The paper path is between the wood blocks and the metal carriage supporting the two
A4 CIS sensors. The upper blocks contain a pair of 8" ccft lamps, also mounted equally offset to fit the matched pair of A4 CIS arrays.
A divider immediately beneath the lamps supports an array of neutral density filters, more in the center than the ends, as these shorter
ccft lamps do not have absolutely even illumination end to end, contrary to what your eye might tell you.
The two ccft lamps are powered by a single inverter.
This view shows the removal of the optical encoder from the take-up roll. The roll is now "driven" by a capstan drive beneath the paper path.
Pressure is provided by a simple gravity drop block. The capstan drive stepper motor is controlled by its own stepper controller,
as is the take-up spool stepper motor. The rod about 2" behind the capstan shaft provides for a consistent paper path.
Note on extreme left the two one-turn pots to adjust the "exposure" of each of the 2 A4 CIS sensors.
The Mk3b electronics is unchanged, but the transmission now incorporates a slip-clutch to maintain an even tension on the roll for take-up.
This view shows the scanner loaded with a conventional 88n roll, showing how the pressure lever is lowered onto the paper
after the roll is loaded. The stepper motor and its controller are salvaged from a dead scanner, and connected to a conventional
player piano transmission. The transmission has been stripped of everything but the rewind lever to disengage the paper
for manual rewind. Note the simple manual rewind made from another gear from a salvaged player piano transmission.
This shows a close-up of the simple friction clutch made from a mix of player piano spool box parts and common hardware.
The set screw in the player piano drive gear has been removed, so that it freewheels with felt washers either side of it.
The tightness of the clutch is determined by best judgement position of the set screw collar forcing a small coil spring against a retainer.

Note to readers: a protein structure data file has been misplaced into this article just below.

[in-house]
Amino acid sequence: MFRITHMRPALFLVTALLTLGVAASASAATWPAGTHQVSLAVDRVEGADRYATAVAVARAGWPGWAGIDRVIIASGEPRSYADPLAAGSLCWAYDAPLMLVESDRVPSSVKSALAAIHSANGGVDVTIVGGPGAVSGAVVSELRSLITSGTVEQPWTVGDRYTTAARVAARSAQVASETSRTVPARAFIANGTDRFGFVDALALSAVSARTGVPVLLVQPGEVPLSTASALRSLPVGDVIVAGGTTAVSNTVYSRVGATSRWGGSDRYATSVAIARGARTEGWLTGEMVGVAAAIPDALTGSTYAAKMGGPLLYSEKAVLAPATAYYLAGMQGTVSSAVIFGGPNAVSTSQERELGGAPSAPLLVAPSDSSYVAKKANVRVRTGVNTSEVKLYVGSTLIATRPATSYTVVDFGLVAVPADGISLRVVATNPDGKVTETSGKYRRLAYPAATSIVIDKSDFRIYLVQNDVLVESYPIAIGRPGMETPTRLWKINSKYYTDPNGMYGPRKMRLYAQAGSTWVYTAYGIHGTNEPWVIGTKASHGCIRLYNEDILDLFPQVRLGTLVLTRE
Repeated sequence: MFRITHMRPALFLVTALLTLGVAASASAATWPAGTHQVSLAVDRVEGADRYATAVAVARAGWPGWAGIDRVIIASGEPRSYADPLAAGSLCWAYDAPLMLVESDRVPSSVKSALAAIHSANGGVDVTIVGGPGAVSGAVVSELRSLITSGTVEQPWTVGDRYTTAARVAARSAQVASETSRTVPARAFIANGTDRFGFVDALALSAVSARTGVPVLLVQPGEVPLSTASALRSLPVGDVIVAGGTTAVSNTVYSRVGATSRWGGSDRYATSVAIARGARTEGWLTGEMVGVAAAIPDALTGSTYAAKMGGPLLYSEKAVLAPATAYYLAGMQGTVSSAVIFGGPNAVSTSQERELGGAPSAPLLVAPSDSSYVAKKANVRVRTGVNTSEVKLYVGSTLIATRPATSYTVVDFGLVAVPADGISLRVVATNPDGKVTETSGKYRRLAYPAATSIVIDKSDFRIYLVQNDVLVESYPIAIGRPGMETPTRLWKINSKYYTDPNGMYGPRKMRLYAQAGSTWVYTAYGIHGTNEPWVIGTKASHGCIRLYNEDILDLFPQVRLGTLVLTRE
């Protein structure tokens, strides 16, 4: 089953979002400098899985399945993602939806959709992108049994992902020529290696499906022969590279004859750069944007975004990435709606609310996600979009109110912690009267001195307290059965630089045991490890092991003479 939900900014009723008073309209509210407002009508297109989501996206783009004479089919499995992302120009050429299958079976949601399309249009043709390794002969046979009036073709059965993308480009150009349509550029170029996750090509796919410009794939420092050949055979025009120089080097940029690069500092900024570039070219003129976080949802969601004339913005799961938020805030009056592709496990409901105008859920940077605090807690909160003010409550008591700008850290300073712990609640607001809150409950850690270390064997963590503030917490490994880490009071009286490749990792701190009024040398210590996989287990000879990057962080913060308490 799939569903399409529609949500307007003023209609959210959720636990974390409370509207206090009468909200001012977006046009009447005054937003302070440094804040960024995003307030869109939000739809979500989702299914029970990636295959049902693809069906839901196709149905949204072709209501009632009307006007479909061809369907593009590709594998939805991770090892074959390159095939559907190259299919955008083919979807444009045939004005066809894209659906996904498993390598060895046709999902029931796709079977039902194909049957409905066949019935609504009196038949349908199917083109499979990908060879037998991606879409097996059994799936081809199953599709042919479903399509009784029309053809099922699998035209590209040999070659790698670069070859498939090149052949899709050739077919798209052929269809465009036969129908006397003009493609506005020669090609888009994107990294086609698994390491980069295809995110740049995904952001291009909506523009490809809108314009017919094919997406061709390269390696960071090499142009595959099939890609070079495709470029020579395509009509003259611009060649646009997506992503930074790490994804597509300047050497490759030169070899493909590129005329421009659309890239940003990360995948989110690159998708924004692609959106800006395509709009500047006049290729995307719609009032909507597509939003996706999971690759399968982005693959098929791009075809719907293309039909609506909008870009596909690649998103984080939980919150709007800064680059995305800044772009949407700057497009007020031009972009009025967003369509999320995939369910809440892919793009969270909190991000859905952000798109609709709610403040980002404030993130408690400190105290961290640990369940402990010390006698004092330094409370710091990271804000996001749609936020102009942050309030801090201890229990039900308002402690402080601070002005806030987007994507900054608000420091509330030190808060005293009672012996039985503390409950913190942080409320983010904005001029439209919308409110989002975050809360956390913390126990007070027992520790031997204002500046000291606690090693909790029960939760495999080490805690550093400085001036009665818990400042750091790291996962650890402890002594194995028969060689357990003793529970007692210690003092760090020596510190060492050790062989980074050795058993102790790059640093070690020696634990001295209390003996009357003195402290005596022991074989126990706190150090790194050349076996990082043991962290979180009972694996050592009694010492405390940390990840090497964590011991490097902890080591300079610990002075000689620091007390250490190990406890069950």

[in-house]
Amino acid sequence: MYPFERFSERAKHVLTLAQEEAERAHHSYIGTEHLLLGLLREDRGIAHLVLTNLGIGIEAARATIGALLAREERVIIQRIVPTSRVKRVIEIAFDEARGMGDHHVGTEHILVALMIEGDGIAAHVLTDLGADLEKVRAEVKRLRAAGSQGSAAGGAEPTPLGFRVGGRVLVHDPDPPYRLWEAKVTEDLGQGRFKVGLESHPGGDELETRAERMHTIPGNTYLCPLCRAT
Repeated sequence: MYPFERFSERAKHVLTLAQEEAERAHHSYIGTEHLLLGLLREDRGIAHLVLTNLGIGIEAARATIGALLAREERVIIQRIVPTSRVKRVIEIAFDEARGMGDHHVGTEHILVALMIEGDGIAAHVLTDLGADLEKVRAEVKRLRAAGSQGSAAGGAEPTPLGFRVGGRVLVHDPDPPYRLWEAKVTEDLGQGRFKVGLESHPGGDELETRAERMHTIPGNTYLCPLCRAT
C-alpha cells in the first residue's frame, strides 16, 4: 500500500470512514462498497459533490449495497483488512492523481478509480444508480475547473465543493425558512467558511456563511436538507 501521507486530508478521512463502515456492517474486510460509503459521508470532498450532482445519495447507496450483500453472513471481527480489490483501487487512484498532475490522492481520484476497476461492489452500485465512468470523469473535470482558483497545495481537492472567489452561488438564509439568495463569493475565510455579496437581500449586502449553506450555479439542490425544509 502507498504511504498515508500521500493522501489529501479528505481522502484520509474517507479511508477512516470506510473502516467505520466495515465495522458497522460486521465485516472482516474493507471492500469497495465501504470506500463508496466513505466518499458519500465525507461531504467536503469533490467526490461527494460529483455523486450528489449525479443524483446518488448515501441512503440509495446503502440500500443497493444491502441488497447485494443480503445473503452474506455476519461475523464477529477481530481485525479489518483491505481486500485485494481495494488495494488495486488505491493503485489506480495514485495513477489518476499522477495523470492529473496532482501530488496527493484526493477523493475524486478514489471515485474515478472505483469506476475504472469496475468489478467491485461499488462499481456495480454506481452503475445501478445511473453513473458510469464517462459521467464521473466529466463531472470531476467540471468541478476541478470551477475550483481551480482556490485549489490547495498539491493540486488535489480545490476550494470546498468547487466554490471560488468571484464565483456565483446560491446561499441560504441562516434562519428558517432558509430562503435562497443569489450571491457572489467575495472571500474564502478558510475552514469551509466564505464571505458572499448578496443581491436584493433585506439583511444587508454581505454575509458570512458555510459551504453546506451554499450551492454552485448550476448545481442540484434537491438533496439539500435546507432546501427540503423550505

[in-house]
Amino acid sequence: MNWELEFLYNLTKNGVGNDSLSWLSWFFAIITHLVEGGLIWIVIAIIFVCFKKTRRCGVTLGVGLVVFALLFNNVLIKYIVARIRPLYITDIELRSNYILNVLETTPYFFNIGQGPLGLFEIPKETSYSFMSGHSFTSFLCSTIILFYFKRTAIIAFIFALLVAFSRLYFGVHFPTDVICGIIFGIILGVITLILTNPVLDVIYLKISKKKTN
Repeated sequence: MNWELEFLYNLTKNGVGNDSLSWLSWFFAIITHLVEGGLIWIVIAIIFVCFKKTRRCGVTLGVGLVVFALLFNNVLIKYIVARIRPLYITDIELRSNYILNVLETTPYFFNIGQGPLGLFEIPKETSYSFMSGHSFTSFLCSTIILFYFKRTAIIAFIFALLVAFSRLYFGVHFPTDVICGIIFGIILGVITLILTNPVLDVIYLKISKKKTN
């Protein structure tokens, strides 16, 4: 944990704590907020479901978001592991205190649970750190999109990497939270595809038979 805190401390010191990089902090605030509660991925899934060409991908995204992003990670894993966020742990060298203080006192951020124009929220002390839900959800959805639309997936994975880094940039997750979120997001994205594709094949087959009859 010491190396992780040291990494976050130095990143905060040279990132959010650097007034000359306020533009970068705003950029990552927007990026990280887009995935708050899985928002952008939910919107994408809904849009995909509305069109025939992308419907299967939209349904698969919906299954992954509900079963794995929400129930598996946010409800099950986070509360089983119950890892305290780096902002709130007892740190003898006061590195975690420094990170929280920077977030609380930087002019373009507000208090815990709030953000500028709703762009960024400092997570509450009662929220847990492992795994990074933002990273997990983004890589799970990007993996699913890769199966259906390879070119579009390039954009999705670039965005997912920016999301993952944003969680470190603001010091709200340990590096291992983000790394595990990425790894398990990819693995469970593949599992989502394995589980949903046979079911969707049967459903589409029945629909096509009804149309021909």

This view shows the simple salvaged gear assembly (from Visioneer sheet-fed scanners) making it possible
to use a very modest stepper motor to provide the driving force.
The simplicity of source chucks is well illustrated here. The 2 chucks (drive and idle) are fully adjustable with simply lock screws.
This side shows the lightly loaded friction brake to keep the source side reasonably flat,
and a simple manual rewind made from common player piano spool box parts.
Note the fine centering adjustment on the left, 3 more pics of this follow.
This is the fine adjustment for centering rolls. The brass post is anchored, while the screw thread moves the entire chuck assembly.
This is a view of the underside of the fine adjust centering device. Note that the entire chuck assembly can be moved
about 3/8" either side of an eye-ball center.
This view illustrates both drive and idle chucks, the matched pair of A4 CIS
salvaged out of identical Canon EiDe flat bed scanners, and the rubber capstan drive.
This view shows the scanner loaded with a 15 1/4" Duo-Art reproducing pipe organ roll for scanning.
Note how the source chucks have been expanded to support the roll in a central position.
This is a view of a CIS file emerging from a scan of 176n Duo-Art reproducing pipe organ roll 15 1/4" wide.
Note that the twin array images side by side, in negative and positive. The right hand side of both images is the overlap area.
Think of the right (positive) side in a "flipped" orientation. The next step is to create a midi e-roll from this CIS file.
And this is a view, as displayed by Cakewalk, of the e-roll emerging out of the scanned Duo-Art reproducing pipe organ roll illustrated above.
Note the playing notes having a fixed velocity of 64, while the Duo-Art control codes have a fixed velocity of 3.
Here's the same scanner loaded with a narrow 6" Wurlitzer 125 band organ roll. Illustrates its flexibility.
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